I find that the Defendant by entering the Plaintiff's customary land and excavating marrum on the land committed acts of trespass.

Damaged values:

PW4 - Arnold Sebugwawo, a Valuation Surveyor did valuation of land that was excavated and taken away, about 15,890.41 cubic metres (approximated 15,000 cubic metres at the Masindi District Local Government rates of Shs. 2,500/=. The volume value became Shs. 39.726,026/= plus 30% disturbance allowance which added up to Shs.



On the other hand defence evidence given by DW1 and DW2 presented another Survey Report admitted as DE.l. The quantity of taken away marrum was 4,868.40 cubic metres. That the compensation rate applicable is what Kiryandongo Land Board compiled for 2016/2017 Financial Year. While the Disturbance Allowance is in accordance with the Land Act, 1998.

I have considered the two positions advanced by the Plaintiff and the Defendant. It is clear that when Court is awarding compensation, it will be according to the open market value at the time of making the award.

The Plaintiffs expert evidence was that there was 15,850.4 cubic metres of murram, arising from an area of 105.5 metres by 44.30 metres. However, he did not explain whether this excavation included clay or loam soil that did not form part of the murram taken away. This has been evaluated with the defence evidence (DW1) uncontested, that in excavation, unwanted soil like loam soil and clay were left and cannot be part of the murram to be paid for in compensation.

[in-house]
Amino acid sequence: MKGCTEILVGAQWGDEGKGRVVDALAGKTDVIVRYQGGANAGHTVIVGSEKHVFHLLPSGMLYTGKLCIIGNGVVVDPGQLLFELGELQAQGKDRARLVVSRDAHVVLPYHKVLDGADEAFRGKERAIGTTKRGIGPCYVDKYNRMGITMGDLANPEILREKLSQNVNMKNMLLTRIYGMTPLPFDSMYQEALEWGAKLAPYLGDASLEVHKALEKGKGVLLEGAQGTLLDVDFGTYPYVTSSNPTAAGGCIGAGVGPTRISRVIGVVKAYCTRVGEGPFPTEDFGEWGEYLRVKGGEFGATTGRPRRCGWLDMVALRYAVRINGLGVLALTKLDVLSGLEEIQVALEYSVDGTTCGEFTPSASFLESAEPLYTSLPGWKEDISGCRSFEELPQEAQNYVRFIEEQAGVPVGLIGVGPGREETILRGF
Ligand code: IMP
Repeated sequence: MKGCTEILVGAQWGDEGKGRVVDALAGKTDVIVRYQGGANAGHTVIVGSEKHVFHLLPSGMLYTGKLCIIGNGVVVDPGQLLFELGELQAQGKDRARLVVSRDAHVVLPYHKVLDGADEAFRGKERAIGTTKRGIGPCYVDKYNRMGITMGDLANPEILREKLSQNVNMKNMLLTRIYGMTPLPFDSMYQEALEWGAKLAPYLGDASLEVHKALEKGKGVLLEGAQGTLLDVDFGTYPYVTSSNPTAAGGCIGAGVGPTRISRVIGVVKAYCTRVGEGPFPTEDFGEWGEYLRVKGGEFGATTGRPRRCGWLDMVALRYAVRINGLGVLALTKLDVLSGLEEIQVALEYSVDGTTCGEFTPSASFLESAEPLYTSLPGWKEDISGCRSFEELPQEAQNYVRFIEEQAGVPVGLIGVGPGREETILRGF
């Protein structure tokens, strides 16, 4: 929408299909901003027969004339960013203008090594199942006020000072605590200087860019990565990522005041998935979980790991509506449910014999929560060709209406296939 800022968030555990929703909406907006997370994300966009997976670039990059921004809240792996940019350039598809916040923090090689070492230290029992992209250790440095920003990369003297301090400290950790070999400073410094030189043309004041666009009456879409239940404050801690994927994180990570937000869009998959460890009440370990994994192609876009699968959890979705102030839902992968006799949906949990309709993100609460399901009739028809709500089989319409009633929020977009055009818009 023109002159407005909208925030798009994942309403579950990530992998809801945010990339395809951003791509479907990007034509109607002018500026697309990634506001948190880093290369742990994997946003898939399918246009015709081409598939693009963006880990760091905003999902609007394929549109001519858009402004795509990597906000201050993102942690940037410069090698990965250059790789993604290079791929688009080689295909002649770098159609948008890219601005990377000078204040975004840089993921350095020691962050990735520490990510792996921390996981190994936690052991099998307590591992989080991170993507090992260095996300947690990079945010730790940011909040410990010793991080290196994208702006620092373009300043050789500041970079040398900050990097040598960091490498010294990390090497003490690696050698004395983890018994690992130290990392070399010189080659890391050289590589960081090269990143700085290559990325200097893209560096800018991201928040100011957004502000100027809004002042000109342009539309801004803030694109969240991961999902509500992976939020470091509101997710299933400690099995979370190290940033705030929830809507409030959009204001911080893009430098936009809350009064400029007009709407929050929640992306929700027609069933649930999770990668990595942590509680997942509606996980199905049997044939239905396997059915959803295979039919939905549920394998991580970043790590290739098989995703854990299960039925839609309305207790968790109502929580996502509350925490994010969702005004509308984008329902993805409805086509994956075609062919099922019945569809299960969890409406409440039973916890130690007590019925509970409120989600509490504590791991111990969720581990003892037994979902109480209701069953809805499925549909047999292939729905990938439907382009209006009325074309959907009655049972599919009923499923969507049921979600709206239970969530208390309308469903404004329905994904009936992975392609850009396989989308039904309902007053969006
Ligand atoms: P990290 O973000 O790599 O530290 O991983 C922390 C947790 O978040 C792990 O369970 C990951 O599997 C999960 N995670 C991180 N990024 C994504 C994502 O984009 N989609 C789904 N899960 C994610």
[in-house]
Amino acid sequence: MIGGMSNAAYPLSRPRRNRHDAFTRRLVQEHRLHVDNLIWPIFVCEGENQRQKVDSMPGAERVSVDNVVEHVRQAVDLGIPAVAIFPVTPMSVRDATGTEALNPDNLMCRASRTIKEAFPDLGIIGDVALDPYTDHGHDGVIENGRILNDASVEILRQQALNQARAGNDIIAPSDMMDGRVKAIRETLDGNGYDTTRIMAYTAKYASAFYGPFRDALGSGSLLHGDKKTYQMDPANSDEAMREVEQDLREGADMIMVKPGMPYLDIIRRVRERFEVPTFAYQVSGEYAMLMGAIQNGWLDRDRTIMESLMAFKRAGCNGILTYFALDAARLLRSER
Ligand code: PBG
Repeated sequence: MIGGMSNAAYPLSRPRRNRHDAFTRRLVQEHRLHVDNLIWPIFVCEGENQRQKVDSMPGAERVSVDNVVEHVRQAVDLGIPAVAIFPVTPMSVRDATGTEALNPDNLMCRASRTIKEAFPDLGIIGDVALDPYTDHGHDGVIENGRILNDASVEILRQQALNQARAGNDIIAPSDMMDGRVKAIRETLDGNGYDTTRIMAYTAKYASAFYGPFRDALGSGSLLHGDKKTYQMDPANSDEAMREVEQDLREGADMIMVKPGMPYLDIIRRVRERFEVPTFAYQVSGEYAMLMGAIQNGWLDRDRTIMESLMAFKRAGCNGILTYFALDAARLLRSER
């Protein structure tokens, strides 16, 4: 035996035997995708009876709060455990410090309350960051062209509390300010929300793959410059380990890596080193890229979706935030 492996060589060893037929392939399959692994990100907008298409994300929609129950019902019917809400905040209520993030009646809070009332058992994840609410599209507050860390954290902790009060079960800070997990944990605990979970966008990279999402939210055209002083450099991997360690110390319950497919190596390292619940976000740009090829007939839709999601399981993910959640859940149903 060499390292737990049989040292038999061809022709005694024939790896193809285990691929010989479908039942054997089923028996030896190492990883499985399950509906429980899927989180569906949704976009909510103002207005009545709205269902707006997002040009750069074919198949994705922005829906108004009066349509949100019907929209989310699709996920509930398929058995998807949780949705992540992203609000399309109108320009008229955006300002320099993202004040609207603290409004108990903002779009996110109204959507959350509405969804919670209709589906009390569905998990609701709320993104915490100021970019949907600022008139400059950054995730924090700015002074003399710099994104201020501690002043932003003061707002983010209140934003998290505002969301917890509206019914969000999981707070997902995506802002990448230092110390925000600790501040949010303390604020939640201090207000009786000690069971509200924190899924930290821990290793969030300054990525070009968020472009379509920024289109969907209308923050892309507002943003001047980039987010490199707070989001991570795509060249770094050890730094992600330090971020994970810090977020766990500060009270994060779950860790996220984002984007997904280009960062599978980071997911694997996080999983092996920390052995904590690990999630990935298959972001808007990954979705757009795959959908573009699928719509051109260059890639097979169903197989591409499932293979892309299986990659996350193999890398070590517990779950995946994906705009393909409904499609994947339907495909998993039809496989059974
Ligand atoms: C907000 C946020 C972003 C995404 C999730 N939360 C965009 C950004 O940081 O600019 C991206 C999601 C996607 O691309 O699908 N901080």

DW1 testified that the pitcat was 23,249.6 cubic metres and the pitfall was 18.381.2 cubic metres which would leave the difference as the murram taken.

My understanding of this evidence is that murram was 4.868.40 cubic metres. That is 23,249.6 less 18.381.2 cubic metres. The compensation rates were set out in Exhibit PEX.l.

In view of the above evaluation the Plaintiff was entitled to compensation of 4,868.40 cubic metres of marrum at Shs. 5500/per cubic metre which is Shs. 26,776,200/=.